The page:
Saturday, January 26, 2013
From Professor Anne Enquist’s article, “The Semicolon’s Undeserved Mystique”:
It happened again last week. A student came in
for a writing conference and wanted to discuss
how she could improve her choppy, rather
unsophisticated writing style. As we looked at
several of her paragraphs, I pointed out a pair of
sentences that might be joined by a semicolon.
“Oh, I never use semicolons,” she flatly
declared, much in the same way someone might
say I don’t smoke, eat red meat, or watch reality
TV. When I asked why, her answer was equally
vague: “I just don’t use them.”
Having gotten similar responses about
semicolons from students over the years, I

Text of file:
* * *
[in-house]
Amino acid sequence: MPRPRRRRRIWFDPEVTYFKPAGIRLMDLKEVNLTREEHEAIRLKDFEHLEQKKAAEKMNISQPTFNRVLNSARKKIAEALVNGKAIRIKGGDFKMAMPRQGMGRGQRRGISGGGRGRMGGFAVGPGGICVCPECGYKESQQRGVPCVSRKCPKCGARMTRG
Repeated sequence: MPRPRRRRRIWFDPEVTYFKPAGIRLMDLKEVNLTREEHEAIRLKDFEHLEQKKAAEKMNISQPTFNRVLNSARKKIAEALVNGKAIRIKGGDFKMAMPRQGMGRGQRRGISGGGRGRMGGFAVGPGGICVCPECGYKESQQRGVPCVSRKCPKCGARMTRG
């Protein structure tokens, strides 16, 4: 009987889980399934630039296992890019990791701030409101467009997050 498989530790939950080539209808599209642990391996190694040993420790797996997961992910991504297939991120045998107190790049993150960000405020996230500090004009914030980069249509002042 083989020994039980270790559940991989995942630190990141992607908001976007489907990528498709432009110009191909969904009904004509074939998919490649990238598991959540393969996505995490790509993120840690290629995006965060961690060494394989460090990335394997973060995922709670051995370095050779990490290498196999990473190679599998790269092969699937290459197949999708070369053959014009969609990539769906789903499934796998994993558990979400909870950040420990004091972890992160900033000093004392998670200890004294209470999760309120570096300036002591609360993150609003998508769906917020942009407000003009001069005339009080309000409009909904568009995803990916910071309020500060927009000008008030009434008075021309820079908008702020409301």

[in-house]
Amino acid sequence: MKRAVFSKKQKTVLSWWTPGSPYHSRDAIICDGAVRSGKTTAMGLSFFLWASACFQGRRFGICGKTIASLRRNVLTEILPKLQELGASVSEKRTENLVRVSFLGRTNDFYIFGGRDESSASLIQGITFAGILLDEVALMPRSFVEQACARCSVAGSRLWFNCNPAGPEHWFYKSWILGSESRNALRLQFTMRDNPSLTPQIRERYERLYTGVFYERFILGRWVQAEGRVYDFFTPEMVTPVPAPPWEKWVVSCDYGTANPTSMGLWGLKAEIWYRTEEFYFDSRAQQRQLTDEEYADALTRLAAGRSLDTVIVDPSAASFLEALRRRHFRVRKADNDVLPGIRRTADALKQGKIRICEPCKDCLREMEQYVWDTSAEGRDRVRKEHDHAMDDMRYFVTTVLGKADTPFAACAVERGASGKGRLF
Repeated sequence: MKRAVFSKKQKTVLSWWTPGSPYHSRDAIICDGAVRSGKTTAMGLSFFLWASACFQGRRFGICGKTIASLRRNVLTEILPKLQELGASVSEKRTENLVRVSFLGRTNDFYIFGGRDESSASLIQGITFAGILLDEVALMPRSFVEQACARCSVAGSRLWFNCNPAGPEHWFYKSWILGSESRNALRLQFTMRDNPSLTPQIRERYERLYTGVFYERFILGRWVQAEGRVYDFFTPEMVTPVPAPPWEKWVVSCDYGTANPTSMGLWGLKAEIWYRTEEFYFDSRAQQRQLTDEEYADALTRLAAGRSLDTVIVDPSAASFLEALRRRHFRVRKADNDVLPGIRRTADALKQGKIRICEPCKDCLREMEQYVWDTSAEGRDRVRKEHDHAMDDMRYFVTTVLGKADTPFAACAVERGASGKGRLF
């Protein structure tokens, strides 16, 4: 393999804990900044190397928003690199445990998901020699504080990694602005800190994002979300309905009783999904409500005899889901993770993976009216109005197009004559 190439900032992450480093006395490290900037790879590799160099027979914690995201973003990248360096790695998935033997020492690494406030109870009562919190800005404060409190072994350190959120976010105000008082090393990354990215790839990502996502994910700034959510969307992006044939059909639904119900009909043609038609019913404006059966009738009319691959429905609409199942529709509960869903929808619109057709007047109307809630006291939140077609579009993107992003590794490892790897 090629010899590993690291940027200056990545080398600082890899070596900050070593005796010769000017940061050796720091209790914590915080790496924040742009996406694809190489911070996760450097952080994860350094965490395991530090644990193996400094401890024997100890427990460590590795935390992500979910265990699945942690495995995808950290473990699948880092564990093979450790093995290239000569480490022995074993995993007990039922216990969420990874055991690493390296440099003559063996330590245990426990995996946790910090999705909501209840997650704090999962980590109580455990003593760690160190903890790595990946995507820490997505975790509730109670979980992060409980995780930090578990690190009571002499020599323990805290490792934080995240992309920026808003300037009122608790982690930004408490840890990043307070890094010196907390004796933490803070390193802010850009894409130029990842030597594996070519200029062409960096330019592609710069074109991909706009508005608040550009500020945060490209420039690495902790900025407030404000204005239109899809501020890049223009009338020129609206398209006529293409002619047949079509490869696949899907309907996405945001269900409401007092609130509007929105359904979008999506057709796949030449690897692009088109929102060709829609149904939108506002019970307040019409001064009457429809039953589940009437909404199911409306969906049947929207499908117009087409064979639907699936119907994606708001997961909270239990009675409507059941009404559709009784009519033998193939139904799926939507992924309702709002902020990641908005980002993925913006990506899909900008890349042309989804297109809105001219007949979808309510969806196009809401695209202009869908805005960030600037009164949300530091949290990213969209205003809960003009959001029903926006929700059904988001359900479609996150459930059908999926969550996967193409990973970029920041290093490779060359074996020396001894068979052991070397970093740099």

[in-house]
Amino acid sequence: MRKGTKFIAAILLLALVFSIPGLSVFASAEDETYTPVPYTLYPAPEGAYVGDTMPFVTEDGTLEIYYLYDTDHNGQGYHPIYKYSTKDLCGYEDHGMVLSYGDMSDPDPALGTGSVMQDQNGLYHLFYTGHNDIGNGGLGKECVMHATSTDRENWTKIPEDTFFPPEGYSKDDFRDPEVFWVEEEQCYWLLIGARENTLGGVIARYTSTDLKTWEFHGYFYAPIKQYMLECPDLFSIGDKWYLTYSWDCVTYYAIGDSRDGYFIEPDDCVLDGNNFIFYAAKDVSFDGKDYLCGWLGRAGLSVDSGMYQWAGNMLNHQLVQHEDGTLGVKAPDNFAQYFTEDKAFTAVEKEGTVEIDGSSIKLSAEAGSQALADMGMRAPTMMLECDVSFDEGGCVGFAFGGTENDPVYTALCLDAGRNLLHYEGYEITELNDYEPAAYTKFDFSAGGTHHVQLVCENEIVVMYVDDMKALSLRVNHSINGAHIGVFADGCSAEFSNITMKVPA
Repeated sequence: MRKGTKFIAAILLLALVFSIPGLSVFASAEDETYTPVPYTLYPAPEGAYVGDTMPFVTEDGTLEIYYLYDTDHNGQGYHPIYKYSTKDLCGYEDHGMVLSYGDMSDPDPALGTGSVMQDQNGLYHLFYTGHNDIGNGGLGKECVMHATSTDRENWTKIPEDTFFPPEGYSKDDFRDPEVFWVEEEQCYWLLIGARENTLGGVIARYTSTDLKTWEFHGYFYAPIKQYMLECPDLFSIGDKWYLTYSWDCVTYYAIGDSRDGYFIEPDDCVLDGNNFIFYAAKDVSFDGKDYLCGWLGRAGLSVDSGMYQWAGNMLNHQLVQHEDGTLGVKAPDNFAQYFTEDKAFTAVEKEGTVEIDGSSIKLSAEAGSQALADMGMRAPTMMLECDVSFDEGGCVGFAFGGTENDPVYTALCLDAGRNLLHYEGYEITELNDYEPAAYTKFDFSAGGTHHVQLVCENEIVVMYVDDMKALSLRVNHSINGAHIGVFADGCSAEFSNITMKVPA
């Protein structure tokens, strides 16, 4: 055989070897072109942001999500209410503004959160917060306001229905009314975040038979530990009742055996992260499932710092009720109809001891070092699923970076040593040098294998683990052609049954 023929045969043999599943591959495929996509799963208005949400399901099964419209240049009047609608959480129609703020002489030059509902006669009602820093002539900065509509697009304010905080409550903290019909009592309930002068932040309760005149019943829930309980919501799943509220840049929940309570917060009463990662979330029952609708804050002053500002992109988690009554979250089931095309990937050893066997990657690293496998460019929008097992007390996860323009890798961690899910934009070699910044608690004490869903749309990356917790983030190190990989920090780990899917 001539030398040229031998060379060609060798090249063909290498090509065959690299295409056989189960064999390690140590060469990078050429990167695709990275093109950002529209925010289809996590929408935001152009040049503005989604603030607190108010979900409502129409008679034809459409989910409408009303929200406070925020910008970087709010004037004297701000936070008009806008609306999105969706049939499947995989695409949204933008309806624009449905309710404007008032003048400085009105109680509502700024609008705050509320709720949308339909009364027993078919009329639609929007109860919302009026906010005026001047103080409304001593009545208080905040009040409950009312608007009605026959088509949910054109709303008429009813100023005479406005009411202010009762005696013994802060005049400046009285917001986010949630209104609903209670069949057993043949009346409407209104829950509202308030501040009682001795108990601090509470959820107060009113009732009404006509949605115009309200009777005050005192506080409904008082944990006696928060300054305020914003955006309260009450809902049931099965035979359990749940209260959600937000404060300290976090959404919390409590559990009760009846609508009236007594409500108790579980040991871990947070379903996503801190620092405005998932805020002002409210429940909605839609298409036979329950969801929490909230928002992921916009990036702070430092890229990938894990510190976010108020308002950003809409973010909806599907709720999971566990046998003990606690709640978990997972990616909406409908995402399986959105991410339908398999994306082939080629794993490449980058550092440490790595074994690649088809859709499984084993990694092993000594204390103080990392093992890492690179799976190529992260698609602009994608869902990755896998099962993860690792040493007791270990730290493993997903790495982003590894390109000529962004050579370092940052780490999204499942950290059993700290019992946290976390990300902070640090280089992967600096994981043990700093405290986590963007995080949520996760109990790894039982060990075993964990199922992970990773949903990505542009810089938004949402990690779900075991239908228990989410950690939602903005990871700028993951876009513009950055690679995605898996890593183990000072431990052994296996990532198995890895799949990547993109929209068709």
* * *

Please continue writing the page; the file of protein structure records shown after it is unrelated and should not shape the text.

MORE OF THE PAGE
commented to her that I had noticed other law
students avoiding semicolons, and usually it was
because they thought they were really difficult to
use. I mentioned that semicolons seem to have
some kind of undeserved mystique and that they
are not only simple to use but also handy to have
in one’s legal writing repertoire.
The rules are simple. (1) Use semicolons to connect sentences that are so closely related that they belong in the same sentence. (2) When your sentence has a series of items that are too long to separate with commas or that have internal punctuation, separate the items with semicolons. You can read Professor Enquist’s article (including examples) here.